For example, I made some cutting boards last Xmas, and kept one for myself. I oiled it, so it wouldn't absorb any food, or water while being washed. Oil finishes eventually wear away, so recently (about a year after applying the original finish) I ran into some trouble with the board absorbing some water, and warping out slightly (crap!). This means I need to reapply a finish, to protect the cutting board and preserve it for future use.

    With a kendama, the biggest risk for damage is playing with it. I really don't think an oil or other finish will help much in preventing the denting/chipping damage that most players consider to be detrimental to a kendama, but it could help slow down the absorption of dirt / other undesirable stuff that can make a kendama look ratty and old.
    MAYBE by filling the wood pores with finish there is some added structural integrity, but that isn't what is meant when woodworkers say that a finish 'helps protect the wood', afaik. I would place my bets on the finish having little affect on the kendama's ability to take a beating, if any at all.

    TL;DR: Oils or other finishes will generally darken the wood, and may add some playability (eg beeswax adds stickyness), but they won't help against physical damage to the kendama.
     
    Jan 24, 2017
  11. goenKendama

    goenKendama Moderator Staff Member

    Joined:
    Oct 14, 2016
    Location:
    Metro Manila, Philippines

    I appreciate your opinion however you might want to read up on the products mentioned. The BEEKIND product in particular is food grade and can be used on cutting boards, salad bowls etc. BRIWAX is safe in its finished form. As per info from them: Toluene flashes off in about 45 seconds; however, we suggest three to five minutes for drying. Once dried, all that remains is natural beeswax and natural carnauba wax which are both edible.
     
    Jan 24, 2017
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  12. Congarranza

    Congarranza DS Legend

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    Jan 10, 2017
    Location:
    Camarillo, CA
    Thanks, but I have my own items that are easy to find at a grocery store.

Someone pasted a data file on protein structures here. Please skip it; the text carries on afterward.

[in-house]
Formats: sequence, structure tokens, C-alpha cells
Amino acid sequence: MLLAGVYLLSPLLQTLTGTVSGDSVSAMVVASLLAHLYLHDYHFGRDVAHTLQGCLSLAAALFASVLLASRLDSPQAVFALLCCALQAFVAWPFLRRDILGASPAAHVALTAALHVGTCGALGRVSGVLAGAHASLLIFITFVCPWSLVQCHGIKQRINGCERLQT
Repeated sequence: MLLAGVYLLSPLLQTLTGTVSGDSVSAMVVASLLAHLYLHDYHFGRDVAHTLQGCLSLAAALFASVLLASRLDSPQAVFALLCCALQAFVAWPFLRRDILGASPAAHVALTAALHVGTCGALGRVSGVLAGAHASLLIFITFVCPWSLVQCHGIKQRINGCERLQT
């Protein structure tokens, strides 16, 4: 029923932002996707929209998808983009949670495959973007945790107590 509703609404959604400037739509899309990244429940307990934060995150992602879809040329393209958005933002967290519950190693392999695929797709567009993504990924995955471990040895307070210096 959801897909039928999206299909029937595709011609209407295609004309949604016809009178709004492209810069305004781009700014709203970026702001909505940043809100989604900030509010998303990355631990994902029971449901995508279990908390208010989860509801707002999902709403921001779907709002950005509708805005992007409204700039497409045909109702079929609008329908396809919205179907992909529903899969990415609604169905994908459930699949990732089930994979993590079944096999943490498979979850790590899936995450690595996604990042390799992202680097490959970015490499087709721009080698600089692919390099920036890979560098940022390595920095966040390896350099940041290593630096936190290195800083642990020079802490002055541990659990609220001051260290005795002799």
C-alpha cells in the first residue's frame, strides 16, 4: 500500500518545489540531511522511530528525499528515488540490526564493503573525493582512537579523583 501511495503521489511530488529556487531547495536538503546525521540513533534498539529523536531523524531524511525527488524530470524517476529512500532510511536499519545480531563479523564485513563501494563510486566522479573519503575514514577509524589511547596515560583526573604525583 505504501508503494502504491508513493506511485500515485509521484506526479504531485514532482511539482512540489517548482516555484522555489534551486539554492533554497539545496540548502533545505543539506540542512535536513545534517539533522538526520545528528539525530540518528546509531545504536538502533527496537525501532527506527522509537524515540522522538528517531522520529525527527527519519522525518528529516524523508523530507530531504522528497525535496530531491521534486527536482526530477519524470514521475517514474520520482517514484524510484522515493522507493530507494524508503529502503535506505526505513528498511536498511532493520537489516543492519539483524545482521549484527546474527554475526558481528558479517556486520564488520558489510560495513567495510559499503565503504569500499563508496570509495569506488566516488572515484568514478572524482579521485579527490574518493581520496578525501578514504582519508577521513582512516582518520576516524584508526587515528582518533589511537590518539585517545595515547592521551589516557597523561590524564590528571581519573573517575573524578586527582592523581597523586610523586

Jan 24, 2017
  13. Peyton

    Peyton Member

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    Dec 21, 2016
    Location:
    Plymouth Minnesota
    I put coconut butter on my Homegrown natty birch. I really like the way it turned out. The color darkened, and then grain looks pretty sweet now. I'm going to wait a little bit to jam it but I think the butter will help with the tackiness. I added some pictures of the before and after.
     
    Jan 25, 2017
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  14. Peyton

    Peyton Member

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    Location:
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    IMG_0520.JPG Before
     
    Jan 25, 2017
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  15. Peyton

    Peyton Member

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    Dec 21, 2016
    Location:
    Plymouth Minnesota
    IMG_0522.JPG After
     
    Jan 25, 2017
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  16. Peyton

    Peyton Member

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    Dec 21, 2016
    Location:
    Plymouth Minnesota
    Another picture IMG_0523.JPG
     

    Attached Files:

    Jan 25, 2017
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  17. Congarranza

    Congarranza DS Legend

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    Jan 10, 2017
    Location:
    Camarillo, CA
    92E603AC-65E1-458D-AA69-3A3C2825C8CA.jpg
    To add to this thread. First time adding coconut oil onto a maple ken. It does not darken as drastically as beechwood does. Before I added coconut oil to my F3, it was the same tone of wood as the maple Kaizen 2.0 on the left. Beechwood really soaked up well allover. Whereas the maple soaked relatively more in the cups, than the rest of the body of the ken. Definitely the property of side grain vs end grain of wood.
     
    Jan 30, 2017
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  18. BlueCheezee

    BlueCheezee n00b

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    Oct 12, 2016
    Location:
    Italy
    Thanks ti all of you guys...
    @Congarranza I was asking myself if some sort of beeswaxy/oily thing can strongen up the wood, to make it more durable trought time and maybe add chipping resistance. Thanks for sharing the results!! the kaizen2.0 how it plays?! (Referred to the shape) I'll get mine in a week or so...same mod

    @Peyton THAT grain. Very nice!!

    @htimSxelA thanks man
     
    Jan 31, 2017
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  19. Congarranza

    Congarranza DS Legend

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    Jan 10, 2017
    Location:
    Camarillo, CA
    Maple 2.0 is an awesome setup. It's definately a tad beefier and heavier. It was finished off nicely with sharp edges. Gunslingers feel a little awkward. Paint is not too sticky. It grabs more than my ProClear so I'm into trying lighthouses. @BlueCheezee
     
    Jan 31, 2017
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  20. vibetechnique

    vibetechnique n00b

    Joined:
    Jun 20, 2020
    If you are going to use coconut oil...you want to use fractionated coconut oil. It has the parts that can go rancid distilled out.
     
    Jun 22, 2020